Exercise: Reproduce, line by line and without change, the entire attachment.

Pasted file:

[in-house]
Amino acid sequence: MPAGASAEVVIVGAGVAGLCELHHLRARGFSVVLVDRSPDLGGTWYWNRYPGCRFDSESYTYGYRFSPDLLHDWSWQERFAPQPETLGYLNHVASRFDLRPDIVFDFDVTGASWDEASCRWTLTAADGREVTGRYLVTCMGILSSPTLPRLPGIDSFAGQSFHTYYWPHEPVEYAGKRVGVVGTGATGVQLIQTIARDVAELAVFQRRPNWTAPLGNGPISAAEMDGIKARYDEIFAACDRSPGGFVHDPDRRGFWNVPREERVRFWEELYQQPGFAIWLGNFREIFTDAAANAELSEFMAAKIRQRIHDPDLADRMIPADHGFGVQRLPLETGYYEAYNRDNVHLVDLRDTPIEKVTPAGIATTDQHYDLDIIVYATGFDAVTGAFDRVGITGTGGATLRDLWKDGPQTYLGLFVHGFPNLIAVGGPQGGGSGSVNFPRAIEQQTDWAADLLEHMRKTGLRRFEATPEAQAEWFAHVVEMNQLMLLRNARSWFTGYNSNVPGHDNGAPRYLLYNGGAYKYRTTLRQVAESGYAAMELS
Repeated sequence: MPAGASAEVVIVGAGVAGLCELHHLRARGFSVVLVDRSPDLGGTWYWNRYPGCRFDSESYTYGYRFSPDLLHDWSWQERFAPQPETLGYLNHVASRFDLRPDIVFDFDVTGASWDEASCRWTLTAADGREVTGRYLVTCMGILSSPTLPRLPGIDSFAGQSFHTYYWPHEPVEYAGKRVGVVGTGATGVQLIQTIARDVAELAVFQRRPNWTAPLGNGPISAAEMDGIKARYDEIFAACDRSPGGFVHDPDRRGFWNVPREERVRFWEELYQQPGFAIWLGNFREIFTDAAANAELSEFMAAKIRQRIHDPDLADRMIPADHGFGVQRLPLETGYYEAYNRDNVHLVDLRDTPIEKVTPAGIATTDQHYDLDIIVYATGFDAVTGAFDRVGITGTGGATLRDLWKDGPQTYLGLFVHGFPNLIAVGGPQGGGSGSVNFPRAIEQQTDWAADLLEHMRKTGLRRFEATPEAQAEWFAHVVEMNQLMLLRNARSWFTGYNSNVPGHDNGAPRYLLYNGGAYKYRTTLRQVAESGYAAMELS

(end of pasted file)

[in-house]
Amino acid sequence: MPAGASAEVVIVGAGVAGLCELHHLRARGFSVVLVDRSPDLGGTWYWNRYPGCRFDSESYTYGYRFSPDLLHDWSWQERFAPQPETLGYLNHVASRFDLRPDIVFDFDVTGASWDEASCRWTLTAADGREVTGRYLVTCMGILSSPTLPRLPGIDSFAGQSFHTYYWPHEPVEYAGKRVGVVGTGATGVQLIQTIARDVAELAVFQRRPNWTAPLGNGPISAAEMDGIKARYDEIFAACDRSPGGFVHDPDRRGFWNVPREERVRFWEELYQQPGFAIWLGNFREIFTDAAANAELSEFMAAKIRQRIHDPDLADRMIPADHGFGVQRLPLETGYYEAYNRDNVHLVDLRDTPIEKVTPAGIATTDQHYDLDIIVYATGFDAVTGAFDRVGITGTGGATLRDLWKDGPQTYLGLFVHGFPNLIAVGGPQGGGSGSVNFPRAIEQQTDWAADLLEHMRKTGLRRFEATPEAQAEWFAHVVEMNQLMLLRNARSWFTGYNSNVPGHDNGAPRYLLYNGGAYKYRTTLRQVAESGYAAMELS
Repeated sequence: MPAGASAEVVIVGAGVAGLCELHHLRARGFSVVLVDRSPDLGGTWYWNRYPGCRFDSESYTYGYRFSPDLLHDWSWQERFAPQPETLGYLNHVASRFDLRPDIVFDFDVTGASWDEASCRWTLTAADGREVTGRYLVTCMGILSSPTLPRLPGIDSFAGQSFHTYYWPHEPVEYAGKRVGVVGTGATGVQLIQTIARDVAELAVFQRRPNWTAPLGNGPISAAEMDGIKARYDEIFAACDRSPGGFVHDPDRRGFWNVPREERVRFWEELYQQPGFAIWLGNFREIFTDAAANAELSEFMAAKIRQRIHDPDLADRMIPADHGFGVQRLPLETGYYEAYNRDNVHLVDLRDTPIEKVTPAGIATTDQHYDLDIIVYATGFDAVTGAFDRVGITGTGGATLRDLWKDGPQTYLGLFVHGFPNLIAVGGPQGGGSGSVNFPRAIEQQTDWAADLLEHMRKTGLRRFEATPEAQAEWFAHVVEMNQLMLLRNARSWFTGYNSNVPGHDNGAPRYLLYNGGAYKYRTTLRQVAESGYAAMELS